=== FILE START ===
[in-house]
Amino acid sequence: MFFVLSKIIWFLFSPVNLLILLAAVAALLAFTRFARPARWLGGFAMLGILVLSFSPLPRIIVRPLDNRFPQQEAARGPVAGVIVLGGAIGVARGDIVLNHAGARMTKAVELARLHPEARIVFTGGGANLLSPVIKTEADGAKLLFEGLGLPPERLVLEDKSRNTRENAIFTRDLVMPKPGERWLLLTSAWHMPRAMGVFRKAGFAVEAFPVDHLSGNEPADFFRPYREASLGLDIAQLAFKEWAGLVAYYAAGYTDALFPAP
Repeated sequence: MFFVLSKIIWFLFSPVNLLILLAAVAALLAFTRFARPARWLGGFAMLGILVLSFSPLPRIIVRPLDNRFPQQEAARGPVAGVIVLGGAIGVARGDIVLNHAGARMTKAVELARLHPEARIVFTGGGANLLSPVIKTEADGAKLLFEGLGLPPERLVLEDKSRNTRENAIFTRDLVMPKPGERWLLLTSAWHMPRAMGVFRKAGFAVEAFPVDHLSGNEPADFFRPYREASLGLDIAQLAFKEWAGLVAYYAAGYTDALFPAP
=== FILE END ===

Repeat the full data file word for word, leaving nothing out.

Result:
[in-house]
Amino acid sequence: MFFVLSKIIWFLFSPVNLLILLAAVAALLAFTRFARPARWLGGFAMLGILVLSFSPLPRIIVRPLDNRFPQQEAARGPVAGVIVLGGAIGVARGDIVLNHAGARMTKAVELARLHPEARIVFTGGGANLLSPVIKTEADGAKLLFEGLGLPPERLVLEDKSRNTRENAIFTRDLVMPKPGERWLLLTSAWHMPRAMGVFRKAGFAVEAFPVDHLSGNEPADFFRPYREASLGLDIAQLAFKEWAGLVAYYAAGYTDALFPAP
Repeated sequence: MFFVLSKIIWFLFSPVNLLILLAAVAALLAFTRFARPARWLGGFAMLGILVLSFSPLPRIIVRPLDNRFPQQEAARGPVAGVIVLGGAIGVARGDIVLNHAGARMTKAVELARLHPEARIVFTGGGANLLSPVIKTEADGAKLLFEGLGLPPERLVLEDKSRNTRENAIFTRDLVMPKPGERWLLLTSAWHMPRAMGVFRKAGFAVEAFPVDHLSGNEPADFFRPYREASLGLDIAQLAFKEWAGLVAYYAAGYTDALFPAP